k15[19, 23, 27], {Row 1 Inside: K1, k2tog, p1, k1, M1L},
k14[16, 18, 20]

Round 16[19, 22, 25]:
K13[15, 17, 19], {Row 2 Outside: K2, p1, k1, p1, k4},
k15[19, 23, 27], {Row 2 Inside: K2, p1, k2},
k14[16, 18, 20]

Round 17[20, 23, 26]:
K13[15, 17, 19], {Row 3 Outside: K1, M1R, k1, p1, k1, p1, ssk, k2},
k15[19, 23, 27], {Row 3 Inside: K2tog, p1, k1, M1L, k1},
k14[16, 18, 20]

Round 18[21, 24, 27]:
K[15, 17, 19], {Row 4 Outside: K3, p1, k1, p1, k3},
k15[19, 23, 27], {Row 4 Inside: K1, p1, k3},
k14[16, 18, 20]

From here, hopefully it makes sense that on the next round of the sock you will work the next row of the Inside and Outside clocks (in this case Row 5 of both), then the next, etc. until you reach the end of the Inside clock (because that's only 16 rows high as opposed to 24 rows for the Outside clock). After you finish Row 16 of the Inside clock, begin again on Row 1. The two clock hands are not synchronized so the Outside clock will not restart on Row 1 when you restart the Inside clock.  It's important to find a way to keep track of where you are, and to be able to read your knitting so you can see how many rows down your last increases and decreases were. (Or, go offroad and synchronize the clocks. Whatever works! Remember, this is supposed to be fun for you.) 

JFYI: How I do it: 
As a magic loop knitter, I'm accustomed to dividing whatever I'm working on into 2 parts. I personally find it easier to keep track of the asynchronous shaping if I shift over the start of my round so that the instep sts are one one needle and the sole sts are on the other. If you're wondering why the round didn't start this way in the first place: It's because the toe shaping is a little tricky as the clocks nudge upwards from the midline into the instep, and I think it's easier to keep track if I center the round in the middle of the sole. On round 13[16, 19, 22] the shaping has finished moving onto the instep, so after that is when I shift around my sts. 

After shifting over the start of my round, this is how I would work Round 15[18, 21, 24]:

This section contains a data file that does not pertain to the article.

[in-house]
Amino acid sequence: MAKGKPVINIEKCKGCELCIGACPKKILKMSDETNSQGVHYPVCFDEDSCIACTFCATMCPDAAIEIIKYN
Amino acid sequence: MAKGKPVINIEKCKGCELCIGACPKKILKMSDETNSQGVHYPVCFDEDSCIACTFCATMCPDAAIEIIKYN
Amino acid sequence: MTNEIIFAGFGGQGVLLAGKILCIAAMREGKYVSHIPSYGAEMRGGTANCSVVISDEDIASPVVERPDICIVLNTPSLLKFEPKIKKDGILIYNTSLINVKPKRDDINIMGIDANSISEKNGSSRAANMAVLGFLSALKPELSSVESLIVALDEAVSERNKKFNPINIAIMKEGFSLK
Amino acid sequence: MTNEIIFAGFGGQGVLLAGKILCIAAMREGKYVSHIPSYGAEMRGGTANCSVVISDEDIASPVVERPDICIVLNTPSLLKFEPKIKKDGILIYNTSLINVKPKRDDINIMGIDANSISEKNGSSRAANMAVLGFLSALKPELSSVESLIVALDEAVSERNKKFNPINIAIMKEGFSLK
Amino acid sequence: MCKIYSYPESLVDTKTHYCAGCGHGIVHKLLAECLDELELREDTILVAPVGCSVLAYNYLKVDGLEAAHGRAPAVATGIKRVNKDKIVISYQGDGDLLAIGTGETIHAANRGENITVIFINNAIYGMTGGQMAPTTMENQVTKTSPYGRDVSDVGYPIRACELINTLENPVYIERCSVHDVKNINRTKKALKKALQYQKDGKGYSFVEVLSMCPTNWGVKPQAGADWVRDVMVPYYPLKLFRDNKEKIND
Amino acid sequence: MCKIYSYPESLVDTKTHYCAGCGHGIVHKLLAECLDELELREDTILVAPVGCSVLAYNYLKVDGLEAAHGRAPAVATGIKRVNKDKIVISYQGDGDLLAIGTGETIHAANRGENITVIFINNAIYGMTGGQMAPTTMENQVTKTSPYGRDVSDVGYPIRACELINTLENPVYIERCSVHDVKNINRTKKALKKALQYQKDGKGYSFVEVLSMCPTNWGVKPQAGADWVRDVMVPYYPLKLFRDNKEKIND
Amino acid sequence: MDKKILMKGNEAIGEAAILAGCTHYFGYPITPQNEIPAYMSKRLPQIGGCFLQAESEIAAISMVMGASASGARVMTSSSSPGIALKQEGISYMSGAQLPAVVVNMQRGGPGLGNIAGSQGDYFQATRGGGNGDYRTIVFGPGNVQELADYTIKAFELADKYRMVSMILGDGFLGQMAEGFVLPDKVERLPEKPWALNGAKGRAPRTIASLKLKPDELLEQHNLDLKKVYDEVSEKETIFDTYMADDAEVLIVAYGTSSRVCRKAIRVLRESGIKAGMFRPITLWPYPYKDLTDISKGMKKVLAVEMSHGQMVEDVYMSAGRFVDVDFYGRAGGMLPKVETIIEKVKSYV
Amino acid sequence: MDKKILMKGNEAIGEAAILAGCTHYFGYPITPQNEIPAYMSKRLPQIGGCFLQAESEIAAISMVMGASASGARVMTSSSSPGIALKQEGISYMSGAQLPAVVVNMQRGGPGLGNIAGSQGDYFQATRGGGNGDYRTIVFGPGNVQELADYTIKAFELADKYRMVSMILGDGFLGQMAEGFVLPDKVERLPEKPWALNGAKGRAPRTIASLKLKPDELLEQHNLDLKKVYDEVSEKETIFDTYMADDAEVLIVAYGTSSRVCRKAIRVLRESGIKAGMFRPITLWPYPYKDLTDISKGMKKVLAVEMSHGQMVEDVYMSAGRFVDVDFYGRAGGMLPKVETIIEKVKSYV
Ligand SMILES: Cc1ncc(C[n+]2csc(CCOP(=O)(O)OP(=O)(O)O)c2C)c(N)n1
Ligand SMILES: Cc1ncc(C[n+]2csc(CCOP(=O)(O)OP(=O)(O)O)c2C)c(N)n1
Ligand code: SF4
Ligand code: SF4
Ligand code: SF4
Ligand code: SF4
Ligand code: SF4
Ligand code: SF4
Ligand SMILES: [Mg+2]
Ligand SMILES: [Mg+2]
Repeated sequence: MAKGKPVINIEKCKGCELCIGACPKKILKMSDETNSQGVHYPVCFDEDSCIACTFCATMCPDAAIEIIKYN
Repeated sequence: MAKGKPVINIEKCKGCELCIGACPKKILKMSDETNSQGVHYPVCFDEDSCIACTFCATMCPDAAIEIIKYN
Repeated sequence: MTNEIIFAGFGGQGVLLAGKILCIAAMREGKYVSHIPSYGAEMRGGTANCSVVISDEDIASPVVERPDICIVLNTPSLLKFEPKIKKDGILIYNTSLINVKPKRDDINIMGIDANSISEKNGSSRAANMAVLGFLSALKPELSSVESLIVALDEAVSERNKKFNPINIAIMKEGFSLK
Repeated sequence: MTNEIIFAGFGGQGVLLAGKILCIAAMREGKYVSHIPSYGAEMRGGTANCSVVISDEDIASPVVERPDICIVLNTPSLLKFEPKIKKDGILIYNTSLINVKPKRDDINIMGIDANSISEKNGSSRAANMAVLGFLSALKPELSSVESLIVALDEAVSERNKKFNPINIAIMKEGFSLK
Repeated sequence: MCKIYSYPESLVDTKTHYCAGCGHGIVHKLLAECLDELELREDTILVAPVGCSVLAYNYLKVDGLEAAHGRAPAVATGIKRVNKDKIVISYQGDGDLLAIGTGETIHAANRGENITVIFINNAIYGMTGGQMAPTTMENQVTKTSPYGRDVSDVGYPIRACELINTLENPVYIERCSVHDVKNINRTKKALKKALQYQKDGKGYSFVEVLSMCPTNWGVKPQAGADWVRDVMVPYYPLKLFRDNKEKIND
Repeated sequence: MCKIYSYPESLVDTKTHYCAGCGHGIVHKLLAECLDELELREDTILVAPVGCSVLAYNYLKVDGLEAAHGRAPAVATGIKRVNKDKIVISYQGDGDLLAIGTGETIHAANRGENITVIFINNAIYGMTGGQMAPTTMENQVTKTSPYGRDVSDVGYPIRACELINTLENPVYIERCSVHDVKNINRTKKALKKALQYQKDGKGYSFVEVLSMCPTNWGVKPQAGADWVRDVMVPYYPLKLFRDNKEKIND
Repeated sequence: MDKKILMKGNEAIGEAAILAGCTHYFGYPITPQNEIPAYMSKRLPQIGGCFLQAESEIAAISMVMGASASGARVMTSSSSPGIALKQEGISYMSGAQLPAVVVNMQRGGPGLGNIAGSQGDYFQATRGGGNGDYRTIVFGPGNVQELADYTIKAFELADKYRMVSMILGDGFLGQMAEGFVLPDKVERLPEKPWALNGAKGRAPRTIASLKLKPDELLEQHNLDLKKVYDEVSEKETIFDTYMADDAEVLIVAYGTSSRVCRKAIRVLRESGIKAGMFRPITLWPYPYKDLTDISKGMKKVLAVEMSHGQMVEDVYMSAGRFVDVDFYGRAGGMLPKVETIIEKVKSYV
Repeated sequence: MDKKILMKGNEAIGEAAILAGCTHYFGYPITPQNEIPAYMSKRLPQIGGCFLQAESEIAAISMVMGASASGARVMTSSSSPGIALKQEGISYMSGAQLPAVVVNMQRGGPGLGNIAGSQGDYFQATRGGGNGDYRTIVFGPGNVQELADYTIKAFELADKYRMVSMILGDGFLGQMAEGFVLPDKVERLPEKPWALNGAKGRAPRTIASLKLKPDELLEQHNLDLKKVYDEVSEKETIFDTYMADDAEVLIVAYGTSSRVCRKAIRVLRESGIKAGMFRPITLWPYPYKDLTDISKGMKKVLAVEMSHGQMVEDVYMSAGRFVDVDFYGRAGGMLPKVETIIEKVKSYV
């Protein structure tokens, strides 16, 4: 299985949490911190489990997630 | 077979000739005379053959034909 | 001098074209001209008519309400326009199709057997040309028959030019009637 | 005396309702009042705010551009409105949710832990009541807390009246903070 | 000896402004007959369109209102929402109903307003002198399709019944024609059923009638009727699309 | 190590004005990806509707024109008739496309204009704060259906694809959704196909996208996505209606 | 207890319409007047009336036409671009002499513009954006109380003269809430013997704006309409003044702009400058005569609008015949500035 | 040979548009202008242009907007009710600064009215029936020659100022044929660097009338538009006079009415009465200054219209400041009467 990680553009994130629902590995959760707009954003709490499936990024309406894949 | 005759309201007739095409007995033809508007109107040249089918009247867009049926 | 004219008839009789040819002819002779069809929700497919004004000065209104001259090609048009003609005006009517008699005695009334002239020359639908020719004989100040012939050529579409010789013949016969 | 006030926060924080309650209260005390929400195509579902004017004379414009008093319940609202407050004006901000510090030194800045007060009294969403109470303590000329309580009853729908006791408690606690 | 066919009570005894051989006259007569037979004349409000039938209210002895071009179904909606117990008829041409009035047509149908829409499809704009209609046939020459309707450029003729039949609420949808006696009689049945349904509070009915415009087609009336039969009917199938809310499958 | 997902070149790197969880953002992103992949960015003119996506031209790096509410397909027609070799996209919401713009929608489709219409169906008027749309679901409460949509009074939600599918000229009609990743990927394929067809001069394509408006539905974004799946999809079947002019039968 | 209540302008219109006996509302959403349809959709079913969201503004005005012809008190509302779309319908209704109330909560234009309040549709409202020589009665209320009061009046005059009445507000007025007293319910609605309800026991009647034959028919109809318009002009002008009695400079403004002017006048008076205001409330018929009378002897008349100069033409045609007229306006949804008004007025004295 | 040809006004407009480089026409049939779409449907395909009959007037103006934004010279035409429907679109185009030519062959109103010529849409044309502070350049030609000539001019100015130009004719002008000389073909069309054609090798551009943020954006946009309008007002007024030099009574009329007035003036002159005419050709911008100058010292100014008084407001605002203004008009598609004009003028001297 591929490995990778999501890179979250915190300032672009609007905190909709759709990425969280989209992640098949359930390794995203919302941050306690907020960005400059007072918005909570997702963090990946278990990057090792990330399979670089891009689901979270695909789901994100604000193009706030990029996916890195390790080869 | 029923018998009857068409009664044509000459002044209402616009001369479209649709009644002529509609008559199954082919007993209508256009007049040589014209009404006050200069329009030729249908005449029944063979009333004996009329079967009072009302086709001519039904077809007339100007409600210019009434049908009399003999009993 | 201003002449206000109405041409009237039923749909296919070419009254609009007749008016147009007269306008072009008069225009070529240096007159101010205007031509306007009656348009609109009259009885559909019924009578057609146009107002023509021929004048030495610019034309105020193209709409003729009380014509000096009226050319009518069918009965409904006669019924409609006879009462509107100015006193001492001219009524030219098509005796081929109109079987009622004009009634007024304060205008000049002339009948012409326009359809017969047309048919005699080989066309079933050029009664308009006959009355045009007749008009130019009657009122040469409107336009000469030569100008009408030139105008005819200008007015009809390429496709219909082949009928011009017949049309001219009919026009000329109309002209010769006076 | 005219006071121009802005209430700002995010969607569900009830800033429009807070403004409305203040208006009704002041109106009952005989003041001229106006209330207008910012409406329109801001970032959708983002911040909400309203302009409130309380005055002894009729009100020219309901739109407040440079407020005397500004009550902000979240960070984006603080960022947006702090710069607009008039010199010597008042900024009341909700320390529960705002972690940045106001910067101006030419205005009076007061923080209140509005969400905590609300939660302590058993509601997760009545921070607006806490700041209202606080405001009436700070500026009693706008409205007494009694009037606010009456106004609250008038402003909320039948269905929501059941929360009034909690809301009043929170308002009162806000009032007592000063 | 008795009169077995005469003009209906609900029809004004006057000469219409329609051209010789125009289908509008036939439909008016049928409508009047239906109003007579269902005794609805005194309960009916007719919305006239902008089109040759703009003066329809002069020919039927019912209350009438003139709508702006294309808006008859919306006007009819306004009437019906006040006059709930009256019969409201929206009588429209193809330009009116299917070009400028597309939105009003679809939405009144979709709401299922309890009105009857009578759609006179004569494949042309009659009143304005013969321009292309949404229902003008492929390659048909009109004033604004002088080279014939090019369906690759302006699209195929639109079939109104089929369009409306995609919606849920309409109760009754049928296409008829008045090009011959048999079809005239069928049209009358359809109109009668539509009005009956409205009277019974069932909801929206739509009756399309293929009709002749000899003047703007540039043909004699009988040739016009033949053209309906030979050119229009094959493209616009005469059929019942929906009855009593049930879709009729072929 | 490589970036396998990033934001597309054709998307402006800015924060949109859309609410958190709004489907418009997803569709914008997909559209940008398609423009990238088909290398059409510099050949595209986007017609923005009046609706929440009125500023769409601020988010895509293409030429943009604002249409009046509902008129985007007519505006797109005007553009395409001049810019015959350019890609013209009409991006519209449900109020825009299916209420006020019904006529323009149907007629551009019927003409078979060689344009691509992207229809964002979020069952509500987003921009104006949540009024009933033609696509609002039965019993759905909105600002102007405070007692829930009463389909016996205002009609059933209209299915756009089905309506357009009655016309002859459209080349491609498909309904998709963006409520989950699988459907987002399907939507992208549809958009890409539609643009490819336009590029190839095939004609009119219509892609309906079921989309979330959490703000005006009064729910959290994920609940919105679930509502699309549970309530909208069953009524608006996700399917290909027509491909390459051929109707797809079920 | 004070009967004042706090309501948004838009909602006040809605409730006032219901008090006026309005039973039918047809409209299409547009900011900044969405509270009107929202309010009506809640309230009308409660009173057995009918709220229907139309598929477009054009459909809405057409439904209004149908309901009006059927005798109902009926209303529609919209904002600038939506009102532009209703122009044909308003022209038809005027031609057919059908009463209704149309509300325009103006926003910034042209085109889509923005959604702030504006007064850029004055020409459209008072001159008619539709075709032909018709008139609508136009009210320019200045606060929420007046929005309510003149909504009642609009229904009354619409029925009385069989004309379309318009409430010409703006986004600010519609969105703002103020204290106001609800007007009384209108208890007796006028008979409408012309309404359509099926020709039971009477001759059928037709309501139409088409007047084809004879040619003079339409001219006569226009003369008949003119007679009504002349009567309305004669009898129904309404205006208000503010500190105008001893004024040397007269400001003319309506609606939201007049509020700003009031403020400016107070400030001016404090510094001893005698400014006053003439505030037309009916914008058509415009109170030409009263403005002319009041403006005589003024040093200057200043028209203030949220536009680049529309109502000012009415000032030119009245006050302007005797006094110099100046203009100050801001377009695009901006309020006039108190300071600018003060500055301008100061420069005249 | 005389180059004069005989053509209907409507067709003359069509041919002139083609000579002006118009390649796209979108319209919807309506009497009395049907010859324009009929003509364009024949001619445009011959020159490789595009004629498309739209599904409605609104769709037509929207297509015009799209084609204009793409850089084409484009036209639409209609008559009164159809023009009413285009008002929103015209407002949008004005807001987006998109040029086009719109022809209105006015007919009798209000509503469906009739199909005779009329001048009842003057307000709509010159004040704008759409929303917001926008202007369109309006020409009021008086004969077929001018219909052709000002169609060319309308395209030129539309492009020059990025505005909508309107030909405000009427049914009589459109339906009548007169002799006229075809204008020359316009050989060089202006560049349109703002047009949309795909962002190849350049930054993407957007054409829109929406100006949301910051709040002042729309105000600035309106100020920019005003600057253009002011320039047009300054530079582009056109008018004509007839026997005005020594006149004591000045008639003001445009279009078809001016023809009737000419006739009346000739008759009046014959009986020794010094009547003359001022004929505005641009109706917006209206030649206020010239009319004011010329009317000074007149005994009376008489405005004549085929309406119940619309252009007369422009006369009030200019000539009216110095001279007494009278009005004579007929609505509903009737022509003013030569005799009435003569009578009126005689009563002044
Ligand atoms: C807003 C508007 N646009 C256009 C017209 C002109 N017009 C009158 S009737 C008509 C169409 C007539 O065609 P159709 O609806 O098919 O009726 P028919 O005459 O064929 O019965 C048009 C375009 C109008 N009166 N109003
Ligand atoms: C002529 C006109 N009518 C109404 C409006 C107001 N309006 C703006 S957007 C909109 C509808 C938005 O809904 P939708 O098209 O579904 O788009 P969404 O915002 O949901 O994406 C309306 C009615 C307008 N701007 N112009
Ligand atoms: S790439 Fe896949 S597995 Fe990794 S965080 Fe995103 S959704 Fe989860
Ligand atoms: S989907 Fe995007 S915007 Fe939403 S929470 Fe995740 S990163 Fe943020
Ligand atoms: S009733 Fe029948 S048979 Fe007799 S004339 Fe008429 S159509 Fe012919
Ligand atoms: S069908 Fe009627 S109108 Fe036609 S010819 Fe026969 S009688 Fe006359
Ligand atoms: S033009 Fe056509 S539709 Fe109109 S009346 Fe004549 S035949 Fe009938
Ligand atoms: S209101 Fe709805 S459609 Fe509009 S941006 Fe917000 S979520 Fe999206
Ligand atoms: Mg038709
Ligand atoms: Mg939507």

Needle 1: {Row 1 Outside: M1R, k1, p1, k1, p1, ssk, k3}, k15[19, 23, 27] {Row 1 Inside: K1, k2tog, p1, k1, M1L};
Needle 2: K to end.

Hopefully you get the idea. I can talk more about this in the KAL.

Sunday, June 19, 2022


My latest sock design, Tachyon, is now available on Ravelry. It's a clocks sock worked from the toe up, utilizing all three of the new sock techniques posted recently on this blog (My Edge, Banditoe, and Jeny's Square Peg Heel/JSPH).  

I published this design through Madeline Tosh. I have been a fan of these guys for years and this is the first design I've developed for them (the first of many, I'm sure!) They have been AMAZING to work with. If you are not familiar with their yarns, you must go take a look. They have been incredibly supportive of me as a designer so they get major good karma points. 

I'm currently leading a KAL through Tosh for their vacation sock-a-long, and as of this writing (6/19/2022) there are still three sessions left. I hope you will hop on board. Based on the questions from yesterday's session, I've put together a video demonstrating how to get started.

If you are up to the heel, please visit this video, also available through the My Edge post. 
0:00 - Pick up and knit
4:23 - Pick up and purl
6:58 - Working decreases with picked up sts 

 Thanks and stay tuned!

Judy's Magic Cast On, My Way (video)

Follow up to this post from 2011 in which I illustrate my method of executing Judy's Magic Cast On (JMCO). Here is a video!

Monday, May 23, 2022

Banditoe (The Banded Toe)

Banditoe is a variation on the classic wedge heel, in which the sides of the wedge go all the way across the foot, in a band. 

Yes I realize it has a funny name. It's an ode to the humor of incorrect autocorrects. The story: I came up with this toe configuration with the help of my friend Brenda Dayne. We text each other a lot, and at the time I was calling this the "banded toe." But my phone kept autocorrecting it to "Bandit Toe."  So we decided to just go with it, and named it Banditoe!

The method consists of three basic steps.  If you're working toe up:

1. Cast on sts provisionally.

2. Work a small tab back and forth.

3. Shift to working in the round; pick up and knit sts along each side of the tab, then continue working regular increase rounds until you reach the target stitch count for the foot.


Instructions are written for an 8-stitch band in fingering weight yarn, 8 or 9 st/inch, but Banditoe can be worked in whatever width band you choose, and worked to any size, any desired final stitch count.

1. Cast on 16 sts using JMCO (8 sts on each needle), rotate 180°.